Alma Mahler severely took her husband Gustav to task for composing a series of orchestral songs on texts dealing with the death of children. Merely two weeks after the birth of their second child, Alma found it incomprehensible and feared that Mahler had tempted Fate. “I could understand,” she writes, “setting such frightful words to music if one had no children, or had lost those one had… Rückert did not write these harrowing elegies solely out of his imagination; they were dictated by the cruelest loss of his whole life. What I could not understand was bewailing the deaths of children who were in the best of health and spirits … hardly one hour after having kissed and fondled them. I exclaimed at the time: “For Heaven’s sake, don’t tempt Providence!” Alma’s fears seemingly proved an act of clairvoyance, as four years after the work had been completed, their daughter Maria Anna—also known as Putzi—died of scarlet fever in 1907. At that time, Mahler wrote to Guido Adler: “I placed myself in the situation that a child of mine had died. When I really lost my daughter, I could not have written these songs any more.”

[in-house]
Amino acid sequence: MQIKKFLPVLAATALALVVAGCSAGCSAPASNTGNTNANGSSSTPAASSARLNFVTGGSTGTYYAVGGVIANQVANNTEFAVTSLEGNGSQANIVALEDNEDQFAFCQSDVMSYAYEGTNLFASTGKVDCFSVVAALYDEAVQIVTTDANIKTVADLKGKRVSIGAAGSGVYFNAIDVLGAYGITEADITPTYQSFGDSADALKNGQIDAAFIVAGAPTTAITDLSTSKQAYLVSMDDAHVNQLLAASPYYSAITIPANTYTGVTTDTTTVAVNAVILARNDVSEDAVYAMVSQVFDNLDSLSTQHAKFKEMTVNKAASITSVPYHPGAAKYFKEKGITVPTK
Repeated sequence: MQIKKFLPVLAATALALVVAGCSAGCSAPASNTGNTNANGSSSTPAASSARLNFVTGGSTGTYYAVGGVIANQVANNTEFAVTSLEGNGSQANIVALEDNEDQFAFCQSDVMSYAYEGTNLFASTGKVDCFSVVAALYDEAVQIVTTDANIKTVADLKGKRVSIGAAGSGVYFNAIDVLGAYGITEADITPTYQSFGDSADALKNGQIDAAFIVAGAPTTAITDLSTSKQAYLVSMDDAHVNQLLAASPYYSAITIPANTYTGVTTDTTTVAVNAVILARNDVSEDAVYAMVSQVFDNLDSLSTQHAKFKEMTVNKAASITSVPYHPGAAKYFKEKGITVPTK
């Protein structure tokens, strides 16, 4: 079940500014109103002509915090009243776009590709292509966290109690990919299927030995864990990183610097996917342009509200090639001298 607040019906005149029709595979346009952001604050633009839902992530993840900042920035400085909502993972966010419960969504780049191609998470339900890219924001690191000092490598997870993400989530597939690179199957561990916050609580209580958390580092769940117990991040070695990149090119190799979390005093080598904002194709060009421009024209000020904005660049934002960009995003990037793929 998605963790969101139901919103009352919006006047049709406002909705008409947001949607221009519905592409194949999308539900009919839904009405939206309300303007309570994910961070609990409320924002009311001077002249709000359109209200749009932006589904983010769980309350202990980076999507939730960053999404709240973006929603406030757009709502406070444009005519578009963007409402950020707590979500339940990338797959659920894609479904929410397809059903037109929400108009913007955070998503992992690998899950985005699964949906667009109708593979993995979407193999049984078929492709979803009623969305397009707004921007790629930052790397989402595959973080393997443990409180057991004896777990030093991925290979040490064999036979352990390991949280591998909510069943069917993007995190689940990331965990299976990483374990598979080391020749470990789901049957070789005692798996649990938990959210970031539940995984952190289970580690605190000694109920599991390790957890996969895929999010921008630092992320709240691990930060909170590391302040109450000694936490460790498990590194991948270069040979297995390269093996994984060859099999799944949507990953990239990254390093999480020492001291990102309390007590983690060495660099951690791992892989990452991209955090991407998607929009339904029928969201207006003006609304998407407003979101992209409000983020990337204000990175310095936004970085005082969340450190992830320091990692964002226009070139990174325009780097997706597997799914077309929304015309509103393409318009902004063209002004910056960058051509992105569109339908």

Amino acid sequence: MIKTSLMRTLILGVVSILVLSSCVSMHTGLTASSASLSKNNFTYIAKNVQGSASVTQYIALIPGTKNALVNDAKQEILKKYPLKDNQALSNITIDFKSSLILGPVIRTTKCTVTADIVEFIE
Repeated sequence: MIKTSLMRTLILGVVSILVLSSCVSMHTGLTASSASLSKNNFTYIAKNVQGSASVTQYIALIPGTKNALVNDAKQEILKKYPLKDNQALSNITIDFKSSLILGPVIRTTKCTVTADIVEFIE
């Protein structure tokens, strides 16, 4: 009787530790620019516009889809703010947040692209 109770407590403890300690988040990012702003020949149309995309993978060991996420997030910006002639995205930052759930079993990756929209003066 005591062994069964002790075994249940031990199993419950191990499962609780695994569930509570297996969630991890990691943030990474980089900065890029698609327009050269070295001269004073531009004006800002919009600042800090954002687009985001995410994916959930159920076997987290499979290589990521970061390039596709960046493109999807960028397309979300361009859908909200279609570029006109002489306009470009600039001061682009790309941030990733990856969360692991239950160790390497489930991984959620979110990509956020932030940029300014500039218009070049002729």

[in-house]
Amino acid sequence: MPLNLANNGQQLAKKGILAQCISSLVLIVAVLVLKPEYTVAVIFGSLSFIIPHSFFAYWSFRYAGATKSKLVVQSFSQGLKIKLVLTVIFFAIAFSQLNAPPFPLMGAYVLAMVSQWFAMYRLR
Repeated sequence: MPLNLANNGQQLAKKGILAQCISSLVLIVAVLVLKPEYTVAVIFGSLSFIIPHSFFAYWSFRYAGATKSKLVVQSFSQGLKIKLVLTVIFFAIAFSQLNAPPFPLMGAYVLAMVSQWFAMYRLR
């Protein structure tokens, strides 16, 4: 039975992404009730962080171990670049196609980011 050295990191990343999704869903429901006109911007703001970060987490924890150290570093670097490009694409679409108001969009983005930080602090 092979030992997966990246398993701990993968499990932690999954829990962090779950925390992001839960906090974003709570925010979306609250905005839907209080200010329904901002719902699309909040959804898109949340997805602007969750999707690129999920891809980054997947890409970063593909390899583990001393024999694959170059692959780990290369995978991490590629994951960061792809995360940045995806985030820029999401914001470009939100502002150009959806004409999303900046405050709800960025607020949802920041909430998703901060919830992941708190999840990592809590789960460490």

Gustav Mahler: Kindertotenlieder
Kindertotenlieder premiered on 29 January 1905 at the Kleiner Musiksaal (Small Concert Hall) of the Vienna Musikverein. Friedrich Weidemann, a leading baritone of the Vienna Court Opera was the soloist and Mahler conducted. Mahler had insisted on the small concert hall to preserve the intimacy of the lied genre, and he reduced the orchestra consisting of players drawn from the Vienna Philharmonic to chamber size. Written at the high of his compositional powers, this cycle of five orchestral songs became one of his most personal and intimate musical expressions. Mahler immersed himself into a sound world of subtle shadings and nuances. He does not provide an evolutionary drama or narrative flow, but creates contrasting emotions of a confessional nature relying on transparent textures and ephemeral nuances.
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